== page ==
Hip To Be Square

Though it might seem an '08s relic, Rubik's Cube is on the rebound, helped by a cameo in a new hit movie

December 19, 2006|By Stephen Kiehl | Stephen Kiehl,SUN REPORTER

Rubik's rises again.

The multicolored cube that swept the nation when it was first released in 1980 is surging in popularity, buoyed by a cameo in last weekend's No. 1 movie, The Pursuit of Happyness, and a renewed interest in back-to-basics toys. Barbie dolls, Cabbage Patch Kids and the Teenage Mutant Ninja Turtles are hot - no batteries or instruction manuals required.

But only the Rubik's Cube is featured in Happyness, in which Will Smith's character solves a cube during a cab ride with a Dean Witter executive he is trying to impress. After the investment executive goes into spasms trying to solve the cube, Smith takes the toy from him and says he can do it. "No one can," says the executive.

Smith's successful cube-solving lands him an internship that's an opportunity for a better life for him and his son. The film is set in 1981, one year after the cube was released in America. In its first three years on the market, more than 100 million Rubik's Cubes were sold. Another 150 million have been sold since.

The cube never wholly went away. But now it's being discovered by a new generation. Hasbro Inc., which distributes the Rubik's Cube, says sales were up 73 percent in 2005 and are expected to be up another 80 percent this year. And an electronic version of the cube will go on sale next summer.

While The Pursuit of Happyness is expected to give the cube a bump - a product placement that Hasbro did not solicit nor pay for - there are other reasons for the Rubik's revival. The generation that grew up in the '80s is having children and purchasing toys it played with 20 years ago for those kids. Also, in an era where video game systems can run $600, the $10 cube can be an appealingly low-tech alternative toy.

"It provides balance in the toy box," said Adrienne Citrin, spokeswoman for the Toy Industry Association. "We see so many electronic and high-tech gadgets. This is a swing back to basics. It's something people can understand."

The cube is in high demand at Toys "R" Us, though the retailer won't disclose specific sales figures. Spokesman Bob Friedland said the toys that are coming back were popular for a reason - they're undeniably fun to play - and that hasn't changed.

"A lot of it is really just the fun of the toy," Friedland said. "What might be classic to an adult is new to a child."

Erno Rubik created the cube in Budapest, Hungary, in 1974. A lecturer in interior design, Rubik wanted to create a puzzle more challenging than any in existence. But he never gave any thought to producing it on a mass scale. He just wanted to share it with friends.

It was such a hit, though, that a manufacturer was enlisted. The first Magic Cubes, as the toy was then called, hit Budapest toy stores in late 1977. Just as today, the twistable cube had six sides, each with nine movable pieces. The pieces were grouped into six colors - white, red, yellow, orange, blue and green.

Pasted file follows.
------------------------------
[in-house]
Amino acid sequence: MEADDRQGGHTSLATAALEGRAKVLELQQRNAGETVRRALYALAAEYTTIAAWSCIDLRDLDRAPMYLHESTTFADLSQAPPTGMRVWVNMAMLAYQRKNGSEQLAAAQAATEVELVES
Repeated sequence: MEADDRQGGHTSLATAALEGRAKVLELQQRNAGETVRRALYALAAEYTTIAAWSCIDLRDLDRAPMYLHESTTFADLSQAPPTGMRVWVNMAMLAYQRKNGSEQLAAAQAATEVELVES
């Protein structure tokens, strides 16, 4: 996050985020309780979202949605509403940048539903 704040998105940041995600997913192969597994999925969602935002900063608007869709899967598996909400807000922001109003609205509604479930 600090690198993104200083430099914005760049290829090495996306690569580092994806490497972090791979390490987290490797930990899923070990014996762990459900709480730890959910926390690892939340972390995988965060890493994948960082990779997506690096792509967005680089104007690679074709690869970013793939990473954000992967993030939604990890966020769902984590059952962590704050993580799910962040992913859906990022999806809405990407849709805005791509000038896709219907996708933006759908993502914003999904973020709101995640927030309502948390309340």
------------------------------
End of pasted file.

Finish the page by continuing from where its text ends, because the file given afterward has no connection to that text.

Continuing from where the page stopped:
The cube has more than 43 quintillion possible configurations - actually 43,252,003,274,489,856,000 - but only one possible solution. Books and Web sites, which weren't around to help players in 1980, demonstrate how to solve the cube in mind-numbing detail. Speed-cube associations have taken form in the past few years. With them, the world record for solving the cube has been broken repeatedly.

The current world-record holder is Toby Mao, 17, of Burlingame, Calif., who this past August solved the cube in 10.48 seconds. Mao's older brother, Tyson, is the founder of the World Cube Association and is best-known for solving the cube blindfolded. After looking at a scrambled cube, he can put on a blindfold and solve it in less than two minutes.

The Pursuit of Happyness producers hired Tyson and Toby Mao to teach Will Smith how to solve the cube. Smith was a quick study, Tyson said; indeed, on The Oprah Winfrey Show last month Smith solved the cube in two minutes (though he wasn't blindfolded).

"He's a very smart guy and a nice person as well," Tyson Mao said of Smith. He said the actor was insistent on solving the cube himself in the movie. "We thought we could maybe fake this or fake that, but he would have none of it. He wanted to genuinely learn how to solve it."

Tyson Mao says he didn't solve the cube until 2003. Now he does it in less than 13 seconds, and he runs clinics at Stanford University summer camps teaching kids how to solve it. He says most people can learn in two hours.

Hasbro points to several factors in explaining the cube's revival. The Internet has enabled cube enthusiasts like the Maos to connect to each other and form cubing communities. And the increased interest in brain training has also benefited the Rubik's Cube, said Hasbro spokeswoman Pat Riso.

"With our aging population, folks are interested in not only keeping their bodies in good shape but their minds as well," she said. Forbes reported that Hasbro will sell 3 million Rubik's Cubes this year, but Riso would not confirm that figure.

The cube hasn't changed since its introduction, but a spin-off product called Rubik's Revolution will be released next summer. Details on this electronic cube have not been released - but when it does come out, it probably won't be long before the Maos and other cube fans find a solution.

stephen.kiehl@baltsun.com

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